What follows is a wild and wooly road trip wherein the girls find themselves dealing with ignorant rednecks, helpful hillbillies and meth-addled weirdoes in the woods, all in relentless pursuit of the solution to Sunny’s mistake. But as the trip progresses, the two of them discover that despite their closeness, they still have some secrets from one another … and there’s no telling how the revelation of those secrets is going to impact their relationship going forward.

“Plan B” is genuinely delightful, a coarse comedy that also manages to be incredibly charming. By building everything on the foundation laid by its central relationship, it maintains a significant verisimilitude despite the increasing situational absurdity. Things get ridiculous in this movie – particularly in the third act – and it gets a little overly busy in spots, and yet it works, because everything is treated with honest regard and respect.

(This includes an absolutely hilarious sequence in a school playground at night that involves an attempted drug buy that is patently ludicrous on its face – a sequence that I will not spoil save to say that I laughed HARD.)

There’s a free-spirited shagginess to the proceedings that I found particularly endearing, a general feeling of looseness that fit perfectly with the underlying energy of the film. Credit to director Morales for that, and for a lot of things that work here; it’s not a big movie by any means, but it certainly doesn’t play like a first feature. Morales has strong comedic sense and a clear understanding of how to make this sort of close relationship sing – great work for any director, let alone one making her debut.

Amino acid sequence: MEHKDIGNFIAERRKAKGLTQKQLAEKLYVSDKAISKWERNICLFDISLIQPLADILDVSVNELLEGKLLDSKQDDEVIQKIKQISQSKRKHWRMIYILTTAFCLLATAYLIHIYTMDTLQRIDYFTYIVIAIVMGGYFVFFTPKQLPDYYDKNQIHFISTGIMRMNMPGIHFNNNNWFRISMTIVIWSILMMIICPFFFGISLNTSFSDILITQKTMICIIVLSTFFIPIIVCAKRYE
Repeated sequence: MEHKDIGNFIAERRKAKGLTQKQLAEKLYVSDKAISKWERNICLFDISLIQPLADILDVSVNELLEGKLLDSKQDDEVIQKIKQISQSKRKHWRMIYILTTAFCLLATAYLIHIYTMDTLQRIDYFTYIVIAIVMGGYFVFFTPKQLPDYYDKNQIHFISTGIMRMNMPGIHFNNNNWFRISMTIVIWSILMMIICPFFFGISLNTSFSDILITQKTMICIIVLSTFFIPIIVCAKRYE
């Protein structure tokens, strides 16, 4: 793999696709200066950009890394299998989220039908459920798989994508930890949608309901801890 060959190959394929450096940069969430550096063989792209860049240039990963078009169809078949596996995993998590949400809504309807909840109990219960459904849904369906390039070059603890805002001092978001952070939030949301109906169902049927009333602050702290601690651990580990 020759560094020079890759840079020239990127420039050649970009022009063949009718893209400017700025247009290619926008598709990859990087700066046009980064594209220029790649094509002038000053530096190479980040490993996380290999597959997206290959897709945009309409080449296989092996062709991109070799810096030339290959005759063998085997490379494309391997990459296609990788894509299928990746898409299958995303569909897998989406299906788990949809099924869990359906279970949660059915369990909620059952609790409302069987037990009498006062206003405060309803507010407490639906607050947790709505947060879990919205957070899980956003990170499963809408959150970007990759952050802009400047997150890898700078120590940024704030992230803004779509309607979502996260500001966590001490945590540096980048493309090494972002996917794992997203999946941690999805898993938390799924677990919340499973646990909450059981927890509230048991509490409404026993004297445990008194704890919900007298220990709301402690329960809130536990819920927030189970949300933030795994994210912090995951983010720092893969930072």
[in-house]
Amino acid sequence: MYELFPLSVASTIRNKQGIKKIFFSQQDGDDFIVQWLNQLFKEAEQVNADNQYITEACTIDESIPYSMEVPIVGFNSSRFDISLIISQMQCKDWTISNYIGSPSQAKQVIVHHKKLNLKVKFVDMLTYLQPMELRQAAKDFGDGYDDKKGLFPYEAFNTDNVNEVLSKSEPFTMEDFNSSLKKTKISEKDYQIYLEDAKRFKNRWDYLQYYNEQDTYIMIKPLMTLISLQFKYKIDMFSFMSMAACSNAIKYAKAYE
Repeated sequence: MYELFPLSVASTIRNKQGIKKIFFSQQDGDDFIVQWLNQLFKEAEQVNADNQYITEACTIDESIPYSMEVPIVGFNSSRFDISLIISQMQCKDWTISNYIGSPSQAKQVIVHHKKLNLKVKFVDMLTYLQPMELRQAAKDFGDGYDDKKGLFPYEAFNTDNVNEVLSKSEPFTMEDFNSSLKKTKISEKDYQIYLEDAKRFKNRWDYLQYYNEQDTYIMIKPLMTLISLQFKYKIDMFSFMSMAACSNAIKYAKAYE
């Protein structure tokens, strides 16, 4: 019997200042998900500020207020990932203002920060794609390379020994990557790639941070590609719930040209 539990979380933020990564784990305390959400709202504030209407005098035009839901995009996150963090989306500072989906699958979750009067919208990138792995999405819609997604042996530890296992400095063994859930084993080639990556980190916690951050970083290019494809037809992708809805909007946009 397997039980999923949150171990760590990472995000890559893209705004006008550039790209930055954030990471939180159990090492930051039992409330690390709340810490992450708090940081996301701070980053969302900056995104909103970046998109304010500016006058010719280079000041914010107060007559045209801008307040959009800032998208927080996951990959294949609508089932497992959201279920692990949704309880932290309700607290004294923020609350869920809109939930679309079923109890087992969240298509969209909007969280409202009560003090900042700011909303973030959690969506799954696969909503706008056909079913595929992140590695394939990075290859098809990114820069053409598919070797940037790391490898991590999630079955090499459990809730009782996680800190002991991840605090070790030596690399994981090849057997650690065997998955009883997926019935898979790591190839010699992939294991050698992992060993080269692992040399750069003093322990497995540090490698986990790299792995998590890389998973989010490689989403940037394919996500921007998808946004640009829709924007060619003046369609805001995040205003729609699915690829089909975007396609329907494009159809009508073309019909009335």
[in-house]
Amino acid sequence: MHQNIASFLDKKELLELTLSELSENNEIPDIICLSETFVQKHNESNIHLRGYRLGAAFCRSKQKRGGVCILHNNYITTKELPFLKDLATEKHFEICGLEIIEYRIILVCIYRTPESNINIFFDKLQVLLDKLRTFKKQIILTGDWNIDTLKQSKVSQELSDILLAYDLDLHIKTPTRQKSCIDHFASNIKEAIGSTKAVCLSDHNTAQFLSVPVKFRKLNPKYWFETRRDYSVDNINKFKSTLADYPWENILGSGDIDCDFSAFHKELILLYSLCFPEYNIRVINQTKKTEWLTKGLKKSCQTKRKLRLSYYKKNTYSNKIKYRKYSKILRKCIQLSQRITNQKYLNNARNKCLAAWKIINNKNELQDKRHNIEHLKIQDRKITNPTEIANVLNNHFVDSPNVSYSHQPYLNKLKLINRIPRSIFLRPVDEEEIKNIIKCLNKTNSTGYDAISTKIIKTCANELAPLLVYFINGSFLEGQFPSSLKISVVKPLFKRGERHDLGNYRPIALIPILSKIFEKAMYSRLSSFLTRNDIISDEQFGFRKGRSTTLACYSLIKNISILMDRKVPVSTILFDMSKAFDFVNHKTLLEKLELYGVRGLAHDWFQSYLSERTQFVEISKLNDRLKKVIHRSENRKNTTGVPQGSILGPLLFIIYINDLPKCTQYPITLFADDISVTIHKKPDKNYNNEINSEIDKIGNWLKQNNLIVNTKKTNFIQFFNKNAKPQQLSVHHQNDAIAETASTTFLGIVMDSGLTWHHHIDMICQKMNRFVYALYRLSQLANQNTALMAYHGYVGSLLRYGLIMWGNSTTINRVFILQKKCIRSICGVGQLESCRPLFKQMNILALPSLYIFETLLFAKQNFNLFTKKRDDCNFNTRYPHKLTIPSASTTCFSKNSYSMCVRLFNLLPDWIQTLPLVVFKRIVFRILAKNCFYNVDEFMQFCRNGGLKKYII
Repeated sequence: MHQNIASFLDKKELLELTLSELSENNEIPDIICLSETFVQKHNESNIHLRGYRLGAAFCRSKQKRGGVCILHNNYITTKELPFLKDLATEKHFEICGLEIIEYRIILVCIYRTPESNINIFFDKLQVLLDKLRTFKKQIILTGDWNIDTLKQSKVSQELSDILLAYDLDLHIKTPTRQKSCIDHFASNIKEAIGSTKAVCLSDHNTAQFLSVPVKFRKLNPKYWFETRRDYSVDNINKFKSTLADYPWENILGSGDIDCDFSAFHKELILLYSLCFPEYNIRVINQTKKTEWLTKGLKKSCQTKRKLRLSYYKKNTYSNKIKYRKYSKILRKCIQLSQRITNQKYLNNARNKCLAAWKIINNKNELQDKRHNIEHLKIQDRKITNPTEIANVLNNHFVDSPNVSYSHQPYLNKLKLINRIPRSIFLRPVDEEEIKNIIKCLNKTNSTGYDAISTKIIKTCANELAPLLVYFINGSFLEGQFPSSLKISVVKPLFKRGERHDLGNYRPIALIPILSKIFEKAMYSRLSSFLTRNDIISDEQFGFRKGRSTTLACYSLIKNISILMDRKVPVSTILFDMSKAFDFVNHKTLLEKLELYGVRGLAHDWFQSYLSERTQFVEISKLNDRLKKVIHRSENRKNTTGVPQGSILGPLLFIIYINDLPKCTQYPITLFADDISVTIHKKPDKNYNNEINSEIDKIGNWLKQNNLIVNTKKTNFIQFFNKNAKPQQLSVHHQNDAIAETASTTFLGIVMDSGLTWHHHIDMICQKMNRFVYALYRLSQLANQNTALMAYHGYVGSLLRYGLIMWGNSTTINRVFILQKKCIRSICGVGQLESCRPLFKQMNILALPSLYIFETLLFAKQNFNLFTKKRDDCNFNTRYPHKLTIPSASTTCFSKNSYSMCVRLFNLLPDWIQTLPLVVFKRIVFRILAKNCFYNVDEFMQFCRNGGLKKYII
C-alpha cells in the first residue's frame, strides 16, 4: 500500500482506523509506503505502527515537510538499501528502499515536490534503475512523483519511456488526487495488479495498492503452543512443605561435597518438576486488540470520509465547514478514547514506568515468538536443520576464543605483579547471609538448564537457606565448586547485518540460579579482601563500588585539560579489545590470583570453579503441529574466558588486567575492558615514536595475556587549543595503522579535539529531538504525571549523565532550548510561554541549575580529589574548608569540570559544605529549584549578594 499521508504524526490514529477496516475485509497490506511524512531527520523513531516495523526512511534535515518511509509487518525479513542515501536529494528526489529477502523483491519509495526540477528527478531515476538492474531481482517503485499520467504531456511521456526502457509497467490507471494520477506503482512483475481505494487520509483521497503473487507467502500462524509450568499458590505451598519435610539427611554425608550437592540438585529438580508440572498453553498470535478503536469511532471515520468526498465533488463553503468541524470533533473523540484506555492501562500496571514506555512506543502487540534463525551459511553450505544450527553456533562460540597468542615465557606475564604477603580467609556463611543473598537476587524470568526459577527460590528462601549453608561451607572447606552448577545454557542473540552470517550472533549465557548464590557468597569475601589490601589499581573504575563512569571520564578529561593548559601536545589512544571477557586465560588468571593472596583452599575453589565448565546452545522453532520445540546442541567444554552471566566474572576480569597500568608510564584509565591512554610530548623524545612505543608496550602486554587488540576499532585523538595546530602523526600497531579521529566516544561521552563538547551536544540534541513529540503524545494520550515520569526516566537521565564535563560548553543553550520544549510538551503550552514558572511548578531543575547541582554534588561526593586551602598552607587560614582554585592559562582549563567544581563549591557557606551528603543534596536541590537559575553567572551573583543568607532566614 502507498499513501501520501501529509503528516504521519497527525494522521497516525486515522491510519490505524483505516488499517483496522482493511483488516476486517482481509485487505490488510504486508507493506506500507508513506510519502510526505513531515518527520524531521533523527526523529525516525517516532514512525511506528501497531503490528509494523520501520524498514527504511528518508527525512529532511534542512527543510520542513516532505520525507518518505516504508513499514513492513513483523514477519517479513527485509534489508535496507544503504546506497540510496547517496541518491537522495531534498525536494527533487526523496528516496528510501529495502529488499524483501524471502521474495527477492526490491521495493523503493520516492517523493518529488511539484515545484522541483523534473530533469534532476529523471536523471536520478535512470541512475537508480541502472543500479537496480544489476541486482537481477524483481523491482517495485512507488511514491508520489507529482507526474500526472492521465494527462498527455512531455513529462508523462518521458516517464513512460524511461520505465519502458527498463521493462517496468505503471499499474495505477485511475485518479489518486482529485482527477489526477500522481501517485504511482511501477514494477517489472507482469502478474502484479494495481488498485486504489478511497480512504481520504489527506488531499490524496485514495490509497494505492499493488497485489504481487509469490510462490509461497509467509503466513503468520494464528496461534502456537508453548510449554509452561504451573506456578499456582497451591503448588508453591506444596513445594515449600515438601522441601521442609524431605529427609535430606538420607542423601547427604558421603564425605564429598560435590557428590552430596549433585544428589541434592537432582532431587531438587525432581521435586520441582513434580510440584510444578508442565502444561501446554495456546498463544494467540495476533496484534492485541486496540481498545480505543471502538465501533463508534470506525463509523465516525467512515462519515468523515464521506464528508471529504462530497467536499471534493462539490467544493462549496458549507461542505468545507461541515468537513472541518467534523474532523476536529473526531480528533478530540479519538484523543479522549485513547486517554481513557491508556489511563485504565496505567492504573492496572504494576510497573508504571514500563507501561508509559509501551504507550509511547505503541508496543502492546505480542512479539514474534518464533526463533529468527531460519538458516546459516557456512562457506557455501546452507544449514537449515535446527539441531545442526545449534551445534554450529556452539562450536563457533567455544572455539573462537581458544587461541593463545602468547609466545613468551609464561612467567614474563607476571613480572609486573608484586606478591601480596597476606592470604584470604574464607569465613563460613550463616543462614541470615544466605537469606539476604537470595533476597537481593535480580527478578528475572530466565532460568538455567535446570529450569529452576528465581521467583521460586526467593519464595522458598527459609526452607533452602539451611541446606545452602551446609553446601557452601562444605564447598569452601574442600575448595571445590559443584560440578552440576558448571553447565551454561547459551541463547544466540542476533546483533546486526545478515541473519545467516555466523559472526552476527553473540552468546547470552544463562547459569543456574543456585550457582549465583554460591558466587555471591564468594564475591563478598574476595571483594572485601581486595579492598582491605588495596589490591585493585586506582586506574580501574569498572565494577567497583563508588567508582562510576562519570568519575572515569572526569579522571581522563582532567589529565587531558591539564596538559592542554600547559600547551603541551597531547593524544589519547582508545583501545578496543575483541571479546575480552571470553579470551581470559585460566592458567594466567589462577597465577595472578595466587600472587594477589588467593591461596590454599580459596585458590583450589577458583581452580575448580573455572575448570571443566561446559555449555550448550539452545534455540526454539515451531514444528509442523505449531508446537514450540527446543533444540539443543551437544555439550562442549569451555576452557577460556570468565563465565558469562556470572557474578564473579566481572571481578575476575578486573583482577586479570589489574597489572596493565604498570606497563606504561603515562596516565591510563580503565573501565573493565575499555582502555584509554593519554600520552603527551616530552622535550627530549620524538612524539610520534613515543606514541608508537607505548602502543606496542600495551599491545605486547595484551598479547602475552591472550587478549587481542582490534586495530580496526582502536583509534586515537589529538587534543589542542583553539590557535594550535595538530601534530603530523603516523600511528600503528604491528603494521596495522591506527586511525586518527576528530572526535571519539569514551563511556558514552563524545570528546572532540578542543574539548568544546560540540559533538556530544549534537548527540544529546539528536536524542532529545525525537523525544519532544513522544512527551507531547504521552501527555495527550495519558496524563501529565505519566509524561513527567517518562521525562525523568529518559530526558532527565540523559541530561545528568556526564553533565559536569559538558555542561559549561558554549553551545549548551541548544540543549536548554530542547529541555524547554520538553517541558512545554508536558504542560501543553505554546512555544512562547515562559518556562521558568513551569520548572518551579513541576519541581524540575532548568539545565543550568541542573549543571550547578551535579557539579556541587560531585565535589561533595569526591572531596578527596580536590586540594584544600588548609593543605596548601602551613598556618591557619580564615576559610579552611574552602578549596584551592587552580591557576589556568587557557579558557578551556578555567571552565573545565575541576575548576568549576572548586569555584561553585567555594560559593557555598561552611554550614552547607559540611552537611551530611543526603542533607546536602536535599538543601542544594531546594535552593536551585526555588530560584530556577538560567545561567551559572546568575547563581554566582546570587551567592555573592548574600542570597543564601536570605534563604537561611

And of course, there are the genuine stakes involved here. Many of these movies are built around standard teen bulls—t, but while this one uses a teen comedy standard – sex – as a jumping-off point, the story we ultimately get is far more complex than that (and, it should be noted, no less funny because of that complexity).

All that said, this movie works because of Verma and Moroles, who are absolute gold together. Their relationship feels lived-in and real in a way that we rarely see in any film, let alone one as goofy as this one. Their love shines through even their moments of conflict, offering a surprisingly tender look at teen girl friendship. The ensemble has its share of strong performers – Provost is quite good, while Jay Chandrasekhar shows up big as the pharmacist and Moses Storm absolutely steals his one scene in ways that I’m not at liberty to reveal – but in the end, this is very much the Sunny and Lupe Show … and the film is the better for it.

“Plan B” introduces real-world concerns into its comedy without ever losing sight of the reason we’re here – to laugh. But by rooting that laughter in something true and meaningful to young ladies like its protagonists, audiences are given something just a little bit more. With some great gags and a dynamic duo at its center, “Plan B” should be your Plan A.

[4 out of 5]

Last modified on Tuesday, 01 June 2021 06:00